8 марта 2024
Paolo Sorbello, photo by Dmitriy Mazorenko

The Week in Kazakhstan: Nothing but Flowers

Bektenov goes to Moscow, the regulator tightens the screws on non-performing loans

The Week in Kazakhstan: Nothing but Flowers

Police officers in Almaty threatened to detain feminist activists on March 7 and 8, in connection with their attempts to take pictures with rainbow flags and posters. Applications to hold a rally for International Women’s Day from single and organized activists had been repeatedly rejected by the local authorities, who then allowed a conservative, pro-government group to set up a stage in Gandhi Park. Students of Nazarbayev University in Astana and of SDU near Almaty were also denied permission to hold a rally on March 8.

Prime Minister Olzhas Bektenov traveled to Russia on March 4 for his first foreign visit since he was appointed last month. Relations between Russia and Kazakhstan have been close, despite the diplomatic distance with respect to Russia’s war of aggression in Ukraine. Trade between the two countries has grown in recent years.

On March 7, a court in Almaty sentenced to prison terms six of the defendants that had allegedly plotted a coup. Three defendants were sentenced to six years in prison, while another three were given five-year terms. Another defendant was handed a three-year suspended sentence. They had been arrested in November 2022, just days before a snap presidential election. [Read more about the defendants, some of whom were also involved in trials about the January Events here.]

Police in the western oil town of Zhanaozen detained dozens of people that held a protest outside the local government building on March 6. The protesters, who have long waited for jobs in an “unemployed list”, were fined and released shortly thereafter. Companies in Mangistau’s oil sector have recently been the target of worker protests over low wages and dangerous work conditions.

The ministry of energy said on March 5 that prices for liquefied petroleum gas (LPG), a common transport fuel especially in the west of the country, will increase in the spring. The ministry said the increase would be minimal, around 5-8 tenge (one or two cents) per liter. In January 2022, when LPG prices suddenly doubled after the government changed a pricing scheme, protests erupted in Mangistau and spread across the country, before being quashed by the security forces in what became known as Qandy Qantar (Kazakh for ‘Bloody January’).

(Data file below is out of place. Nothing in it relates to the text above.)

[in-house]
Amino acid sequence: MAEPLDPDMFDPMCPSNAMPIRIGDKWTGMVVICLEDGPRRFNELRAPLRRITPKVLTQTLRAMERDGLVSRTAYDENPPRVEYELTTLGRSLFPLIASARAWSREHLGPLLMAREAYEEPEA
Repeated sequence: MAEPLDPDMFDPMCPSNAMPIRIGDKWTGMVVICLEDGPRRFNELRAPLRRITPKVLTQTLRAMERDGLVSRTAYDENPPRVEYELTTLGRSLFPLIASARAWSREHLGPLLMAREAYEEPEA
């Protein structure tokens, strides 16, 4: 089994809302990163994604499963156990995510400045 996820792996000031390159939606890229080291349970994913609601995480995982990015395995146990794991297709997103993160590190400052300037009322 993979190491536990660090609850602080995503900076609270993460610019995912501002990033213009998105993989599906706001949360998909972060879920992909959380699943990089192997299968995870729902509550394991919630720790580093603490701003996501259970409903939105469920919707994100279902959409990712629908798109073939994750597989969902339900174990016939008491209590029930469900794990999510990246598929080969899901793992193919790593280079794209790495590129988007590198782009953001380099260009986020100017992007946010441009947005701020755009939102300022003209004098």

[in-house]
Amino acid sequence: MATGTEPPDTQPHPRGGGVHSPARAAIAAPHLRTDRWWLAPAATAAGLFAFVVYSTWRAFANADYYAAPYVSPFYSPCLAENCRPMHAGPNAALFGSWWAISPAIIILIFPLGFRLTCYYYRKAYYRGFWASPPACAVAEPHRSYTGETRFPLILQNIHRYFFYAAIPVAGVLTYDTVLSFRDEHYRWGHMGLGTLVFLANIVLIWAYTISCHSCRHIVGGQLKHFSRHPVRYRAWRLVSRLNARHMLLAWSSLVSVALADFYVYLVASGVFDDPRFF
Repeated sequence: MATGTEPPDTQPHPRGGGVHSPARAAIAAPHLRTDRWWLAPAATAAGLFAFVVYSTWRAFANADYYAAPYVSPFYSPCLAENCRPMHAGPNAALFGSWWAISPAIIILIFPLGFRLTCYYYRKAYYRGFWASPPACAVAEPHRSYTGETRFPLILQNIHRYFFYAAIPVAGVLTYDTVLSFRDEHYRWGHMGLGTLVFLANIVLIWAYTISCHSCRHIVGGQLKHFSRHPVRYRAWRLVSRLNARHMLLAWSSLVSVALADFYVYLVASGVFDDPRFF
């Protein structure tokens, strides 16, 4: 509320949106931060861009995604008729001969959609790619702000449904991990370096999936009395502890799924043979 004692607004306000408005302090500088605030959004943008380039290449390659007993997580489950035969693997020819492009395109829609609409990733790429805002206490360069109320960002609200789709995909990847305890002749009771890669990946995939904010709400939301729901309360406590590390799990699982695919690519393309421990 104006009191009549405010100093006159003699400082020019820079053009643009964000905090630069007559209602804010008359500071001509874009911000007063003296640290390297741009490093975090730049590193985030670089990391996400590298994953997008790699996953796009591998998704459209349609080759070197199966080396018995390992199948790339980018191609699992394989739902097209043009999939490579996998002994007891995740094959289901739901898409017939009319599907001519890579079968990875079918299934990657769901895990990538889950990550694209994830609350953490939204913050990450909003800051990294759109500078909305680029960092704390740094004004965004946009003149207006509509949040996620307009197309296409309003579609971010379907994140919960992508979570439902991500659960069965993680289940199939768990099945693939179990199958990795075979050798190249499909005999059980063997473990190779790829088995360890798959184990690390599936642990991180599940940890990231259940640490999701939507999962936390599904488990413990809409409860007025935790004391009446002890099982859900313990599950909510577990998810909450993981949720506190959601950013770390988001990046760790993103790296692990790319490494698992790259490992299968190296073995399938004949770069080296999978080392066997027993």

The Kazakhstan-headquartered unit of Danish brewer Carlsberg appealed the decision of a Russian court to lift its license to sell products under the Baltika brand, which it previously owned, Reuters reported on March 4. In July 2023, the Russian government took control of Baltika’s shares, previously owned by Carlsberg. The Danish company accused the Russian government of unlawfully stripping them of their assets. Baltika is Russia’s largest brewer.

Around 10,000 residents have declared “personal bankruptcy” in the first year since the new law came into force, the government said on March 6. The ministry of finance said it received around 87,500 applications in the same period. The total default amounted to around 20 billion tenge ($45 million). Personal bankruptcy allows citizens to default on their debts, while retaining vital assets.

A new draft law that was introduced in parliament on March 6 will ban banks from lending to customers who already hold overdue loans. As of January, according to research at Halyk Finance, non-performing loans (defined as debt overdue for more than 90 days) at Kazakhstan’s banks amounted to 3% of all loaned cash. The bill also would prohibit debt collectors from selling the rights to these loans for 24 months since the signing of the contract. Madina Abylkassymova, the head of the Agency for regulation of the financial market, said this measure will ensure that collectors would first try to restructure debt with their clients.

A data leak concerning around 2 million residents of Kazakhstan was discovered on March 5 by the State Technical Service. The leaked data was handled by the microfinance operator zaimer.kz, through the global platform Robo.finance. The data breach at Robo.finance leaked private details about more than 36 million people, mostly residents of Russia.

An earthquake and its aftershocks scared residents of Almaty in the morning of March 4. With an epicenter just 31 kilometers from Kazakhstan’s largest city, the 5 magnitude earthquake prompted most residents to leave their homes and workplaces. A strong earthquake shook Almaty on January 23.